Sold for £6,975
(including buyers premium)
Registration No: CBJ 699
Chassis No: 257492
Issued with the number plate ‘CBJ 699’ on 5th March 1937 by East Suffolk County Council, this delightful Austin Seven Ruby appears to have remained in the same county until 1972 when the current registered keeper bought it. Self-evidently the subject of past restoration work, the four-seater boasts such niceties as a sliding sunroof, rear view mirror with embedded clock, opening windscreen and logoed running boards. Having spent the past forty-nine years garaged alongside the Austin Seven Nippy in this same auction, it would seem a shame to split them up. Offered for sale with continuation green logbook and V5C Registration Document.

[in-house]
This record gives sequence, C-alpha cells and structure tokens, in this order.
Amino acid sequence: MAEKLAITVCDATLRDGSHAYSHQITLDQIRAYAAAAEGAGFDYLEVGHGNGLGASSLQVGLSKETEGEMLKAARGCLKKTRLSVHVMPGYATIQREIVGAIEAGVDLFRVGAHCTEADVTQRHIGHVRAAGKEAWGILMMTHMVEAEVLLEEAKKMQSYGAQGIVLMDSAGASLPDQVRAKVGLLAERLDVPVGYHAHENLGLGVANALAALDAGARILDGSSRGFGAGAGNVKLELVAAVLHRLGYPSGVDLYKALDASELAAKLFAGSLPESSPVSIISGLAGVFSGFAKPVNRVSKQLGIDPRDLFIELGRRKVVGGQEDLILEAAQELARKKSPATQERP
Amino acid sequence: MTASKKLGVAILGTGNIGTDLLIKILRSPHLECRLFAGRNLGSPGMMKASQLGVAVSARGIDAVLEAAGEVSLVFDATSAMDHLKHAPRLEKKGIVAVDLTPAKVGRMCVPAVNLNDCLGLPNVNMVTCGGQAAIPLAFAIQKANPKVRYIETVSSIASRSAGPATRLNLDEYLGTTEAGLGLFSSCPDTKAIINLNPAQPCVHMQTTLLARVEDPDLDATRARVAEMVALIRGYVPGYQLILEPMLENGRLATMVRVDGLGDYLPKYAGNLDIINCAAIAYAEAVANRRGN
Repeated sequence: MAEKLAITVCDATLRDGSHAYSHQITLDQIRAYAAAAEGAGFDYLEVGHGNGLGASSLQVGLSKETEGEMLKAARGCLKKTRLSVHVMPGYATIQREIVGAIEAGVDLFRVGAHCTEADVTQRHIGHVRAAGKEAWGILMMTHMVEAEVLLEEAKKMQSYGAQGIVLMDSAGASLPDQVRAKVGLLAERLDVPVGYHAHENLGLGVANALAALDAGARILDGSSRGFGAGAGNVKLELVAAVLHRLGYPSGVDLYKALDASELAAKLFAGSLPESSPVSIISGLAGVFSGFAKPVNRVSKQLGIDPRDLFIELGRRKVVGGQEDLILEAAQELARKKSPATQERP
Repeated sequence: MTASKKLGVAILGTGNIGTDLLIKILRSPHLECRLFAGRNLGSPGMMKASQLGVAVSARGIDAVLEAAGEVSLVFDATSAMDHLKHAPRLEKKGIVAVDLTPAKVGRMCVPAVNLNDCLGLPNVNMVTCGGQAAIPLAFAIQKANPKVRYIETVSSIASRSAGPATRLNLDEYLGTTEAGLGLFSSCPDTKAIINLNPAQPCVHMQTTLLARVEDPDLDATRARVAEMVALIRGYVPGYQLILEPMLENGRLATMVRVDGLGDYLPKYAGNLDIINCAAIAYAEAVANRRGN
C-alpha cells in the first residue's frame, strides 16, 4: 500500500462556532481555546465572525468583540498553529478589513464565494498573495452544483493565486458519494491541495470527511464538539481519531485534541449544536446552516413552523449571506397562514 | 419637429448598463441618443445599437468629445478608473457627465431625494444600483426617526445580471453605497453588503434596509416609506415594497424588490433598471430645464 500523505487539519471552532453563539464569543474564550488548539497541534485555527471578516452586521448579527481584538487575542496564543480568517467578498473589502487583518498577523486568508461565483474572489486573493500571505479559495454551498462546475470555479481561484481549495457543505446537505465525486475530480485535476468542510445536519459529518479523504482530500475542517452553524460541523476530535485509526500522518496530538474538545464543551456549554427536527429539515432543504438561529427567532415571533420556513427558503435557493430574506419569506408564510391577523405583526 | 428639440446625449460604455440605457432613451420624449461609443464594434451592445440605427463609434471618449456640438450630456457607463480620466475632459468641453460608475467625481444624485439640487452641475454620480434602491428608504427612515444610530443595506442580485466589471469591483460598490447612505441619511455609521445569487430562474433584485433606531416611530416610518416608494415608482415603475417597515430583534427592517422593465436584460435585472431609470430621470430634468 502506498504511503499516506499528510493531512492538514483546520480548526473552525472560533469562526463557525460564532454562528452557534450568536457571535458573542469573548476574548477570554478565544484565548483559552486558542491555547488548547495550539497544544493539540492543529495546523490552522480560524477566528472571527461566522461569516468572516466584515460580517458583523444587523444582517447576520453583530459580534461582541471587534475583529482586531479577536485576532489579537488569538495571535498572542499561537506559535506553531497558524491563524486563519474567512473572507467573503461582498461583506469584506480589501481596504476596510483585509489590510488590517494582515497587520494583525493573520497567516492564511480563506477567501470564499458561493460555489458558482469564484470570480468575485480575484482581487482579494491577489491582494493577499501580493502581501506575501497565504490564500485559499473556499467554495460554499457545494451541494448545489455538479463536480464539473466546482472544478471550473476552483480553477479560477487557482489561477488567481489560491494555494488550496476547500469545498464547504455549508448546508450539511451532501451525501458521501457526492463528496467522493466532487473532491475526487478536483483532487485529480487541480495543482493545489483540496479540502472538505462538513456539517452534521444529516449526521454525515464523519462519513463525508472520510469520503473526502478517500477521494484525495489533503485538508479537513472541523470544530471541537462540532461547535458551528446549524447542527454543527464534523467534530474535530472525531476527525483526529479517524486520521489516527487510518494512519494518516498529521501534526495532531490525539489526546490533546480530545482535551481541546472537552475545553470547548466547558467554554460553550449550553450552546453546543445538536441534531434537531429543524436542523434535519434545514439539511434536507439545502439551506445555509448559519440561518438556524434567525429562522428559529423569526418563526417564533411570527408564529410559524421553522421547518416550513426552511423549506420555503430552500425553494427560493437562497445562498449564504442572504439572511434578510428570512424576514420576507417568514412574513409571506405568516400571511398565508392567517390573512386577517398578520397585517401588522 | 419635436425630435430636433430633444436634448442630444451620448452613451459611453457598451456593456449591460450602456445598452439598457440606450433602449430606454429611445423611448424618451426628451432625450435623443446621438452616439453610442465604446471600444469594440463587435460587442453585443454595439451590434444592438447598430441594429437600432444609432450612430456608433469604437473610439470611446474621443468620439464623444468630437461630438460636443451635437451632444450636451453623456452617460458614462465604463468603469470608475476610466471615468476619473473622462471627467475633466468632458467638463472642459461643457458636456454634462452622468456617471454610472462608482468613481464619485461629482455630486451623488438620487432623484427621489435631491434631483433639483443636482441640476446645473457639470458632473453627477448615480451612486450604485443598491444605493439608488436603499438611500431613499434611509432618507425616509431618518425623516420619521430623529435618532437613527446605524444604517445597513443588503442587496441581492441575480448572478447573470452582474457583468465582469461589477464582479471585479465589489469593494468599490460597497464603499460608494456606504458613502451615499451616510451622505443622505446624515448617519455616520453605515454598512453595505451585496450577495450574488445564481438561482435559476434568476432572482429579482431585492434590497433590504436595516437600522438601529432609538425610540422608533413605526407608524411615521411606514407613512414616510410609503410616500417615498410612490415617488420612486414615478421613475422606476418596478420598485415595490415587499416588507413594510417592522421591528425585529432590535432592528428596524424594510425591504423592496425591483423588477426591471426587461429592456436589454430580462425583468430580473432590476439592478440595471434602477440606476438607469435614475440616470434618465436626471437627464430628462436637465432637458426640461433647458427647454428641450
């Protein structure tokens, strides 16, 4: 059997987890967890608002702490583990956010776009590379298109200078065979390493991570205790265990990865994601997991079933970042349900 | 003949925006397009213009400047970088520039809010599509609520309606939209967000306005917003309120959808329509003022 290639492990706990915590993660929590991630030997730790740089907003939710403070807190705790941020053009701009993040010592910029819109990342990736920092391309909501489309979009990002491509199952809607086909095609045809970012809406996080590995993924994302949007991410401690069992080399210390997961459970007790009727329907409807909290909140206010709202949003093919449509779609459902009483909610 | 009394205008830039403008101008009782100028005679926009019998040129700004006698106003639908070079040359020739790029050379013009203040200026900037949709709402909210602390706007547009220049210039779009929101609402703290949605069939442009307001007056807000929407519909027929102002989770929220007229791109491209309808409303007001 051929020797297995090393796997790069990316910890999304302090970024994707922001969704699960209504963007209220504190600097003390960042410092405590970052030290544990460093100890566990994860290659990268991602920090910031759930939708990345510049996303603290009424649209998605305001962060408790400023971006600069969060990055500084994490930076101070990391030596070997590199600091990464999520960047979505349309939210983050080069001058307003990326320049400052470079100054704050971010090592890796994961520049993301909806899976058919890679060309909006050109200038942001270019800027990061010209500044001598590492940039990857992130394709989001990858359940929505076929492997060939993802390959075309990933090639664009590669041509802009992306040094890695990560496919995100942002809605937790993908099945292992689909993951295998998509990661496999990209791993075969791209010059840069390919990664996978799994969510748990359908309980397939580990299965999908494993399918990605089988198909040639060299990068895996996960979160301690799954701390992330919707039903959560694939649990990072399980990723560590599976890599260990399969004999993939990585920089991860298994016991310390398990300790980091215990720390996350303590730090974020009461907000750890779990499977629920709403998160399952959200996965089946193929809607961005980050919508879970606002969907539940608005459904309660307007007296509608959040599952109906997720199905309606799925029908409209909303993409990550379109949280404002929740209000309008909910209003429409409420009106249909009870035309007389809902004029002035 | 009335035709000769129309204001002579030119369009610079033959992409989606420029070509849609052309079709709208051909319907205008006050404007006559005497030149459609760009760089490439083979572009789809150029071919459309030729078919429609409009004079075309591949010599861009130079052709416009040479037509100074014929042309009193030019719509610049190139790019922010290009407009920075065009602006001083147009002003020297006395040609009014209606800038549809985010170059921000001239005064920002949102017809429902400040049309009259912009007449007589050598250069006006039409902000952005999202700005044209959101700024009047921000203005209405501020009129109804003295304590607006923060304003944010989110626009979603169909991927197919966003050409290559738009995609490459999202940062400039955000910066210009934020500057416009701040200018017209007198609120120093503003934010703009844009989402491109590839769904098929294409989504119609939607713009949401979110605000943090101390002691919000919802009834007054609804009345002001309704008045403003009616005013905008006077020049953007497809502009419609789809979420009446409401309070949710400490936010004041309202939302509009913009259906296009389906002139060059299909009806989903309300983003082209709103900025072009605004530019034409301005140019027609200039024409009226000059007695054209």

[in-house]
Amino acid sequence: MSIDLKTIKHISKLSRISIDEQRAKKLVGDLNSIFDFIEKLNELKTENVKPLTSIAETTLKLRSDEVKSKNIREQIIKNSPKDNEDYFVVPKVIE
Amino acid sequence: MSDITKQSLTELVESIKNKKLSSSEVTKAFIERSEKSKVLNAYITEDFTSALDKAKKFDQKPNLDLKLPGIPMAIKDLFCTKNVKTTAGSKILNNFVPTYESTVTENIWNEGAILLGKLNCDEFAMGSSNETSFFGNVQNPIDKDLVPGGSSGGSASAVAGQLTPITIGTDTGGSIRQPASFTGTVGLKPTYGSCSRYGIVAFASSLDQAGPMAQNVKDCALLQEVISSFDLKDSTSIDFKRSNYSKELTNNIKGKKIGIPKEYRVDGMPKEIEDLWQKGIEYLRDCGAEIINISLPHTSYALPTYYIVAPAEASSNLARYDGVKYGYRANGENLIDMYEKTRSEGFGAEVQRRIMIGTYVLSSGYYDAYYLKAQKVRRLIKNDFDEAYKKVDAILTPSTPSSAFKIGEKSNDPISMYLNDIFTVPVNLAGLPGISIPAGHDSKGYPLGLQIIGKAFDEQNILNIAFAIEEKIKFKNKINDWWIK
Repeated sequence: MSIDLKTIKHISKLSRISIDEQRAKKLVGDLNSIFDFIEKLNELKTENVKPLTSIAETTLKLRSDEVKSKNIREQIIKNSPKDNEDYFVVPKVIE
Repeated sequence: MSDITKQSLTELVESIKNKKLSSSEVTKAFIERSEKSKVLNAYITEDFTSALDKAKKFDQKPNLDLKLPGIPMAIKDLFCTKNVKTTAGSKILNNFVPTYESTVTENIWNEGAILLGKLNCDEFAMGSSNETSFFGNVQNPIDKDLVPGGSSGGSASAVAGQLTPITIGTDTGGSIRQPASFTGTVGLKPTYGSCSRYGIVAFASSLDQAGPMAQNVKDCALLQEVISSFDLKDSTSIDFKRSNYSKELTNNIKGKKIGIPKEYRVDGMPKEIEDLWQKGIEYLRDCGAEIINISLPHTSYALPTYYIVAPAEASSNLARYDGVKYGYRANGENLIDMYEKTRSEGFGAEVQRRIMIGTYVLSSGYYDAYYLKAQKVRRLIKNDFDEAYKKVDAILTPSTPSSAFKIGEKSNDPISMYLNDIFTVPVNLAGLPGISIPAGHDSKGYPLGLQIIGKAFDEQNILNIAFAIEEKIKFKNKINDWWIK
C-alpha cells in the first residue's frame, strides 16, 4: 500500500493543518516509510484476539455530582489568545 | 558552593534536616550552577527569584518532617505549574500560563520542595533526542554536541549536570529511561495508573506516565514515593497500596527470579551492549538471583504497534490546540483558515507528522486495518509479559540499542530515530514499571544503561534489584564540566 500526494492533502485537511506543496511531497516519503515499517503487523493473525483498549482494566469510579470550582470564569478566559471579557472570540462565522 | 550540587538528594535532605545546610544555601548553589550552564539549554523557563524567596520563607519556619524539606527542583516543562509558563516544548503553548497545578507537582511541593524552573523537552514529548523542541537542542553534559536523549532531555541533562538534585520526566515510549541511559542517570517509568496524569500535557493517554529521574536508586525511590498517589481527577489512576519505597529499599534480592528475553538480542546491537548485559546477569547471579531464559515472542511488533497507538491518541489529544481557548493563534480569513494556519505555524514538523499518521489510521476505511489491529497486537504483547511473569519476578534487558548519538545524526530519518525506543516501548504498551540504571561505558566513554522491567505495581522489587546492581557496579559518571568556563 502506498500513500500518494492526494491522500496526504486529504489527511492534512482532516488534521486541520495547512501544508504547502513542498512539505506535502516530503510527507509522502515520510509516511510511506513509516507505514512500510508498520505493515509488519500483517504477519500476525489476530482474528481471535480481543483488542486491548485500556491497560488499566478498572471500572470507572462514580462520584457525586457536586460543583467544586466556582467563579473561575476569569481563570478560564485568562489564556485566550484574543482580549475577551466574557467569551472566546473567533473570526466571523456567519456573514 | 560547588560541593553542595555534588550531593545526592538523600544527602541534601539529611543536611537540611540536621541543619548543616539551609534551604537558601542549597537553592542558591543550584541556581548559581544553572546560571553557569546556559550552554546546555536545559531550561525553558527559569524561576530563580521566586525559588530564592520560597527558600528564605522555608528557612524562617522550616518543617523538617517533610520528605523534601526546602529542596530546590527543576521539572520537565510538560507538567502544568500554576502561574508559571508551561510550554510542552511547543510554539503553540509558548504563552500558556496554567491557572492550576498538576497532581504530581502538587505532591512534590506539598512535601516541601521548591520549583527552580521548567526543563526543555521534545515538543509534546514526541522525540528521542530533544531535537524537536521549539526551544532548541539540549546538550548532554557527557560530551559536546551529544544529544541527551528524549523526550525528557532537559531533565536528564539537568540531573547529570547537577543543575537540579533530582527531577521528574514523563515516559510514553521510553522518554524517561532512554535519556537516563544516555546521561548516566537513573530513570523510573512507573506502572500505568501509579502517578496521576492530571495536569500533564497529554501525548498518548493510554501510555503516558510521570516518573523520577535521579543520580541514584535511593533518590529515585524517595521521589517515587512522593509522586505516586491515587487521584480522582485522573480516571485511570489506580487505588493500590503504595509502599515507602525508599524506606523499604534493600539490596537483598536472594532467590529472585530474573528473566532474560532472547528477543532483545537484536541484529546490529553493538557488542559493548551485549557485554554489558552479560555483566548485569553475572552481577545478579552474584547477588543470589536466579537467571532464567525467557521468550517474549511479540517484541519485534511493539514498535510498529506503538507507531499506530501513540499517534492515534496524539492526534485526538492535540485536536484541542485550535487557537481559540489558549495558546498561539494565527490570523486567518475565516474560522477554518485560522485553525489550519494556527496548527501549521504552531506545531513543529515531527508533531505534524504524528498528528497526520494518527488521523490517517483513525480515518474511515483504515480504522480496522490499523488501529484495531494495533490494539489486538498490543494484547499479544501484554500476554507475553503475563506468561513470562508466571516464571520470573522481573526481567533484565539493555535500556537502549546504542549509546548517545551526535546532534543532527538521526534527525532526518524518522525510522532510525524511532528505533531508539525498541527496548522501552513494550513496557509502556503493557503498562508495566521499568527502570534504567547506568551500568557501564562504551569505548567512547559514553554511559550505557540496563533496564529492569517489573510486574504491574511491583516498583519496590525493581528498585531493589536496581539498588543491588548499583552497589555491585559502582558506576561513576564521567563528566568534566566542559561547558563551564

Brainchild of Herbert Austin and Stanley Edge, the Austin Seven looked almost impossibly small when launched in 1922. Occupying the same 'footprint' as a motorcycle and sidecar combination, it nevertheless boasted all the advantages of a 'full-size' motor car. Responsible for helping motorise Britain while simultaneously sounding the cyclecar industry's death knell, the baby Austin was brilliantly yet simply engineered. Based around an 'A-frame' chassis equipped with all-round leaf-sprung suspension, four-wheel drum brakes and a spiral bevel back axle, it was powered by a sewing machine-esque 747cc sidevalve four-cylinder engine allied to three-speed (later four-speed) manual transmission. Introduced in July 1934, the Ruby Saloon was one of a series of models designed to rejuvenate the Seven. Visually distinguished by its smooth radiator cowling, hinged bonnet vents and curved back (incorporating a spare wheel cover), the newcomer combined a la mode styling with circa 50mph performance and laudable fuel economy. A strong sales success, the Ruby remained a staple part of the Seven range until production ceased in 1939.
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